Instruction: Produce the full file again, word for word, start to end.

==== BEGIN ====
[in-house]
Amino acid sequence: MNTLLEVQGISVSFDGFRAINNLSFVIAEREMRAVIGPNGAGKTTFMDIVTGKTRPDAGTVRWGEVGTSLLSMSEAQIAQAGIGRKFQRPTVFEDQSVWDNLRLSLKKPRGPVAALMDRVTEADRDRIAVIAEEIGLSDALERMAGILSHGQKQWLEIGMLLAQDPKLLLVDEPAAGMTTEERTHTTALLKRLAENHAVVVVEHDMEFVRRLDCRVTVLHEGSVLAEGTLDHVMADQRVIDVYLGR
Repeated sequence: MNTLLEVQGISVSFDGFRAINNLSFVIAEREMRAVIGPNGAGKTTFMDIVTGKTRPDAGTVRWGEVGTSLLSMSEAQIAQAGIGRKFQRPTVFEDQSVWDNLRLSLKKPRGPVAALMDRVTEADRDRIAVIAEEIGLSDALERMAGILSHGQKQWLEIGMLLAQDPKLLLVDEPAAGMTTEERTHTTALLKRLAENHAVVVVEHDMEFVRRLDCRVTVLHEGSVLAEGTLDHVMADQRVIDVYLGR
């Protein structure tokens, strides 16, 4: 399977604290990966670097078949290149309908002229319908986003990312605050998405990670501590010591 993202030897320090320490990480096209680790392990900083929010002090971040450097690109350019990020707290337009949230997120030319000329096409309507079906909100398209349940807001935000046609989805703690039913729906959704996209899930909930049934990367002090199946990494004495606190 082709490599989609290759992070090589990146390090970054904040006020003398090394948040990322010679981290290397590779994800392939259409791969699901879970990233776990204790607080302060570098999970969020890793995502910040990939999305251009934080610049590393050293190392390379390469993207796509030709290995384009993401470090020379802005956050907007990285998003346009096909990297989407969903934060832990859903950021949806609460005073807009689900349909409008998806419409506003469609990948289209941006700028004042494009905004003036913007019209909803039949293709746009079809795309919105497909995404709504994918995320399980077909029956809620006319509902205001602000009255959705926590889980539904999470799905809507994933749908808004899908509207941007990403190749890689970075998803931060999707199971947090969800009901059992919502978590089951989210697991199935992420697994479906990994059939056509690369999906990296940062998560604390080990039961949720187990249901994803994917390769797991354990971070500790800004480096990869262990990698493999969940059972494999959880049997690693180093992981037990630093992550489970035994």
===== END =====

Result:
[in-house]
Amino acid sequence: MNTLLEVQGISVSFDGFRAINNLSFVIAEREMRAVIGPNGAGKTTFMDIVTGKTRPDAGTVRWGEVGTSLLSMSEAQIAQAGIGRKFQRPTVFEDQSVWDNLRLSLKKPRGPVAALMDRVTEADRDRIAVIAEEIGLSDALERMAGILSHGQKQWLEIGMLLAQDPKLLLVDEPAAGMTTEERTHTTALLKRLAENHAVVVVEHDMEFVRRLDCRVTVLHEGSVLAEGTLDHVMADQRVIDVYLGR
Repeated sequence: MNTLLEVQGISVSFDGFRAINNLSFVIAEREMRAVIGPNGAGKTTFMDIVTGKTRPDAGTVRWGEVGTSLLSMSEAQIAQAGIGRKFQRPTVFEDQSVWDNLRLSLKKPRGPVAALMDRVTEADRDRIAVIAEEIGLSDALERMAGILSHGQKQWLEIGMLLAQDPKLLLVDEPAAGMTTEERTHTTALLKRLAENHAVVVVEHDMEFVRRLDCRVTVLHEGSVLAEGTLDHVMADQRVIDVYLGR
């Protein structure tokens, strides 16, 4: 399977604290990966670097078949290149309908002229319908986003990312605050998405990670501590010591 993202030897320090320490990480096209680790392990900083929010002090971040450097690109350019990020707290337009949230997120030319000329096409309507079906909100398209349940807001935000046609989805703690039913729906959704996209899930909930049934990367002090199946990494004495606190 082709490599989609290759992070090589990146390090970054904040006020003398090394948040990322010679981290290397590779994800392939259409791969699901879970990233776990204790607080302060570098999970969020890793995502910040990939999305251009934080610049590393050293190392390379390469993207796509030709290995384009993401470090020379802005956050907007990285998003346009096909990297989407969903934060832990859903950021949806609460005073807009689900349909409008998806419409506003469609990948289209941006700028004042494009905004003036913007019209909803039949293709746009079809795309919105497909995404709504994918995320399980077909029956809620006319509902205001602000009255959705926590889980539904999470799905809507994933749908808004899908509207941007990403190749890689970075998803931060999707199971947090969800009901059992919502978590089951989210697991199935992420697994479906990994059939056509690369999906990296940062998560604390080990039961949720187990249901994803994917390769797991354990971070500790800004480096990869262990990698493999969940059972494999959880049997690693180093992981037990630093992550489970035994």